Archive for September, 2008

State Statutes of Limitation for Credit Card Debt

Here is a state by state comparison of the statutes of limitation for credit card debt. By the way, New Jersey’s limit is six years, which is not the longest.

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Presidential Debates

Most sources state that the presidential debates as we know them began in 1960, when a strict format was developed as to the procedures to be employed. The Commission on Presidential Debates is the organizing force behind the debates and has sponsored them since 1988. Of course, as with anything political, this supposedly neutral body cannot really be considered as such as it is headed by the ex-chairpersons of both main political parties, meaning that third-party presidential candidates receive short shrift. The ever-reliable Poynter Online site has this truly comprehensive compilation with extensive links to past debates. The American Presidency Project has a debate section as well. Of course, many of us believe that the first presidential debates actually occurred during an 1858 Senate race – the famed Lincoln/Douglas debates. You may read these historic speeches here and here. These debates were widely covered by newspapers; click here for both the text of the debates as they appeared in local(Illinois) newspapers and for the accompanying commentaries on them. And browse through the Abraham Lincoln papers at the Library of Congress for mention of Stephen Douglas(this also includes letters written between the two men).

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Another Look at SATs and College Admissions

“The Commission encourages institutions to consider dropping the admission test requirements if it is determined that the predictive utility of the test or the admission policies of the institution(such as open access) support that decision….” (p.7, Italics added by the author) So reads The Report of the Commission on the Use of Standardized Tests in Undergraduate Admission. The report goes on to state “…college admission exams – such as the SAT and ACT – may not be critical to making good admissions decisions at many of the colleges and universities that use them”(p.7) This document also opines that minimum test scores for merit aid eligibility should be done away with; that test scores should be eliminated from the US News and World Report college rankings issue; that predicting first-year grades for ESL is extremely difficult; and that the College Board’s AP tests and the IB tests are better indicators of academic performance. Other recommendations and findings are also included in this 50+ page report. Check here to find the almost 800 schools that do NOT use the SAT or ACT as an admission tool.

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Government Bailout of Financial Institutions

The recent failure of financial houses and the government’s planned interventions are not new. The government has done this before and will probably have to do it again in the future. For a brief, understandable review of what has happened, along with a table outlining previous governmental rescues, please read this from CRS. Another CRS report looks at the bailout proposal itself, and once again it is in plain language. The full text of the draft legislation for the bailout is here. (Update as of October 3. Read the full version of the Emergency Economic Stabilization Act of 2008). The Brookings Institution weighs in with some of its concerns. For those interested in the previous “S&L crisis” of the 1980s, check out this site from the FDIC, and also this report from Time Magazine.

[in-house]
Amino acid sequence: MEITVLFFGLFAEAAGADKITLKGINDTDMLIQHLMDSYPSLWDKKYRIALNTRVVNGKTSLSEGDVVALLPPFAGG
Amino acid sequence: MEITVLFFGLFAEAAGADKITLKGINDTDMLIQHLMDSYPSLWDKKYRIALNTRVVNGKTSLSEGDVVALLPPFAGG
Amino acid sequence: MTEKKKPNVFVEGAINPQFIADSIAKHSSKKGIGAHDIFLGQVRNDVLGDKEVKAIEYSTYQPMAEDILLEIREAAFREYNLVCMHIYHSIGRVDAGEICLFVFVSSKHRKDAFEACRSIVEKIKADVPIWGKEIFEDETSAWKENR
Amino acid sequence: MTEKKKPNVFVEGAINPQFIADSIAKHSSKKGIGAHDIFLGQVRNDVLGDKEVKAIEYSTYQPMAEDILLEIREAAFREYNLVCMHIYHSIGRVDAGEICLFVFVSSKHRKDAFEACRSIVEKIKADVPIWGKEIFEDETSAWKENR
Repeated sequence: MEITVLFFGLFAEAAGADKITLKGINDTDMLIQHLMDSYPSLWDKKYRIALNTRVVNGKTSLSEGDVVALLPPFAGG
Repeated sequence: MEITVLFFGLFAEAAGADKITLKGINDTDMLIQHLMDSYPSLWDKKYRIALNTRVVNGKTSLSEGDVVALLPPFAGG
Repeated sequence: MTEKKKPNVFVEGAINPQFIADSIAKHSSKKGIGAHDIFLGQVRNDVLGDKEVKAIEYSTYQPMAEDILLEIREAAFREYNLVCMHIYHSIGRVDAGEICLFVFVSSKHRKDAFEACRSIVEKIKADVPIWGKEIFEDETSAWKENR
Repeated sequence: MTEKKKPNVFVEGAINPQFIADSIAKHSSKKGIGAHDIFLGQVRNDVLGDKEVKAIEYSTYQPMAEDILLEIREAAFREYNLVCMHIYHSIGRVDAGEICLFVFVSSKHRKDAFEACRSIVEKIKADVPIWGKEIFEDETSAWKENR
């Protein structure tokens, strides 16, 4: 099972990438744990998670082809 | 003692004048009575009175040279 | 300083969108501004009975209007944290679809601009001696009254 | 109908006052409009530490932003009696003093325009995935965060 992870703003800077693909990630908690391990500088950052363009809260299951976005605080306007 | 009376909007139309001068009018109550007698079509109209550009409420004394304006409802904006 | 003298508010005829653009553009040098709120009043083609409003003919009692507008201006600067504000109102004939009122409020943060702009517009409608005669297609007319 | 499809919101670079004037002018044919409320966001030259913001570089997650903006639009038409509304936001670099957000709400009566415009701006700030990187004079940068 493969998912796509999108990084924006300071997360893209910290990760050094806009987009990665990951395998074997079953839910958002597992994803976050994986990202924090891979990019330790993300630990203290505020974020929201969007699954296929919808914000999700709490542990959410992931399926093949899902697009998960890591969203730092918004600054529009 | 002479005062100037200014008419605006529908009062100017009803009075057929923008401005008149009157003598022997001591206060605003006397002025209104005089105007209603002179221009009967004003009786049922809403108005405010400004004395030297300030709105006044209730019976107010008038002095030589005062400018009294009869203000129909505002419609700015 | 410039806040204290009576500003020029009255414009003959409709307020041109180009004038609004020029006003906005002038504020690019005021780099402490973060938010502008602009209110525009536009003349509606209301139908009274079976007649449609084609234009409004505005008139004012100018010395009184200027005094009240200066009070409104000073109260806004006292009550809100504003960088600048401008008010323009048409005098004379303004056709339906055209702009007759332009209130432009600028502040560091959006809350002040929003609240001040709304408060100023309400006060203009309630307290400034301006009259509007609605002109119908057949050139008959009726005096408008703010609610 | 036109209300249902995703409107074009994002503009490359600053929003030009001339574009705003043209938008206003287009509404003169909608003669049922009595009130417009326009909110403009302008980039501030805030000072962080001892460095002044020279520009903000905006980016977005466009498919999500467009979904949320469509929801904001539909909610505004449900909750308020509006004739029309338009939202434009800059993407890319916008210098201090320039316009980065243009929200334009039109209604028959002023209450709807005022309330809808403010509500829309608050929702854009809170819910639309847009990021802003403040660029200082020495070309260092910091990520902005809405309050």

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Absentee Voting Guide

Developed at Harvard, this is a list of the procedures necessary to vote with an absentee ballot; all fifty states are included. Links are also provided for those states that allow you to download an absentee ballot application.

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Latest Population Figures for Jersey City(and Elsewhere)

The Census Bureau has just released the 2007 American Community Survey, an annual investigation of the demographic and socioeconomic characteristics of states, counties, and municipalities with populations exceeding 65,000 people. Over 3,000,000 households were surveyed for this survey, giving government planners more current data than those supplied by the decennial census(which is required by the Constitution, btw). So, if you come from a state, county, or municipality which has more than 65,000 people, you can get recent population information right here. And since Jersey City fits the above criterion, its figures can be accessed here.

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Rosenberg Grand Jury Transcripts Released

Recently, the National Archives released the grand jury transcripts for the trial of Julius and Ethel Rosenberg. This makes news on more than one level since grand jury proceedings are always sealed, but the historical significance of these transcripts was deemed so high that they had to be released. A review of the legal arguments concerning these documents may be found at the Jurist site. A good overview of the Rosenberg case, based primarily on government sources, can be accessed at this CCNY site. A very comprehensive treatment of the trial is here.